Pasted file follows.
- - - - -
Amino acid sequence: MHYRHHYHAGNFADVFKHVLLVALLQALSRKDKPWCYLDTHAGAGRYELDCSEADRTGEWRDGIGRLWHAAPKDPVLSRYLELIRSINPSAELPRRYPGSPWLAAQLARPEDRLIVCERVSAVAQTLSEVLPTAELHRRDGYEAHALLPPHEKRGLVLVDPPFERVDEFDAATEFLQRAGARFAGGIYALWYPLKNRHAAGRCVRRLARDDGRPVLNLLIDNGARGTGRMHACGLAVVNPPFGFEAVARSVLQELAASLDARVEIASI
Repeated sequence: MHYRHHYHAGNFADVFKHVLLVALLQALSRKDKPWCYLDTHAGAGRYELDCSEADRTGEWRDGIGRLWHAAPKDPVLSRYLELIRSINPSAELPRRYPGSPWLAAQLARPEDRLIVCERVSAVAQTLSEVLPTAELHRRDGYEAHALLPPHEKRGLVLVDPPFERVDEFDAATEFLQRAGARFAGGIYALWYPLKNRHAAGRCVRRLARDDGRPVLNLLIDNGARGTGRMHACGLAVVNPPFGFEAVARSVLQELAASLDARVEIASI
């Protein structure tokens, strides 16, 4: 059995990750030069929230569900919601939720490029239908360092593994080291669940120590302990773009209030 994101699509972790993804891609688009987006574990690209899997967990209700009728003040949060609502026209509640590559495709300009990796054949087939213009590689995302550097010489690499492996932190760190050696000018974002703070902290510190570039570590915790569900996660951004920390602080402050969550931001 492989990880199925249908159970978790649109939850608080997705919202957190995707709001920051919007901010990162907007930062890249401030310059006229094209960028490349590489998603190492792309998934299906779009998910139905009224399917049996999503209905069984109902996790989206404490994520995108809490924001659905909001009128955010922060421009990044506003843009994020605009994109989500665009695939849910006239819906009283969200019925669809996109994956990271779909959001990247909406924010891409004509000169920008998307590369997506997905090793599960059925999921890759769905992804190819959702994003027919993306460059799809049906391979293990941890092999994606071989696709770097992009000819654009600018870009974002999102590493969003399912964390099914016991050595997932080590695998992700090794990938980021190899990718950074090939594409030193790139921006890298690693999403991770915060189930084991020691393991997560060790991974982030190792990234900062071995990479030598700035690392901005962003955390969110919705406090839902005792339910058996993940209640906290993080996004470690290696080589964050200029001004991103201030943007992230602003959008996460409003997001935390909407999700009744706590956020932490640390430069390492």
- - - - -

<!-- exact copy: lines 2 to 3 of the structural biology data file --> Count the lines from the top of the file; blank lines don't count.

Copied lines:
Repeated sequence: MHYRHHYHAGNFADVFKHVLLVALLQALSRKDKPWCYLDTHAGAGRYELDCSEADRTGEWRDGIGRLWHAAPKDPVLSRYLELIRSINPSAELPRRYPGSPWLAAQLARPEDRLIVCERVSAVAQTLSEVLPTAELHRRDGYEAHALLPPHEKRGLVLVDPPFERVDEFDAATEFLQRAGARFAGGIYALWYPLKNRHAAGRCVRRLARDDGRPVLNLLIDNGARGTGRMHACGLAVVNPPFGFEAVARSVLQELAASLDARVEIASI
């Protein structure tokens, strides 16, 4: 059995990750030069929230569900919601939720490029239908360092593994080291669940120590302990773009209030 994101699509972790993804891609688009987006574990690209899997967990209700009728003040949060609502026209509640590559495709300009990796054949087939213009590689995302550097010489690499492996932190760190050696000018974002703070902290510190570039570590915790569900996660951004920390602080402050969550931001 492989990880199925249908159970978790649109939850608080997705919202957190995707709001920051919007901010990162907007930062890249401030310059006229094209960028490349590489998603190492792309998934299906779009998910139905009224399917049996999503209905069984109902996790989206404490994520995108809490924001659905909001009128955010922060421009990044506003843009994020605009994109989500665009695939849910006239819906009283969200019925669809996109994956990271779909959001990247909406924010891409004509000169920008998307590369997506997905090793599960059925999921890759769905992804190819959702994003027919993306460059799809049906391979293990941890092999994606071989696709770097992009000819654009600018870009974002999102590493969003399912964390099914016991050595997932080590695998992700090794990938980021190899990718950074090939594409030193790139921006890298690693999403991770915060189930084991020691393991997560060790991974982030190792990234900062071995990479030598700035690392901005962003955390969110919705406090839902005792339910058996993940209640906290993080996004470690290696080589964050200029001004991103201030943007992230602003959008996460409003997001935390909407999700009744706590956020932490640390430069390492």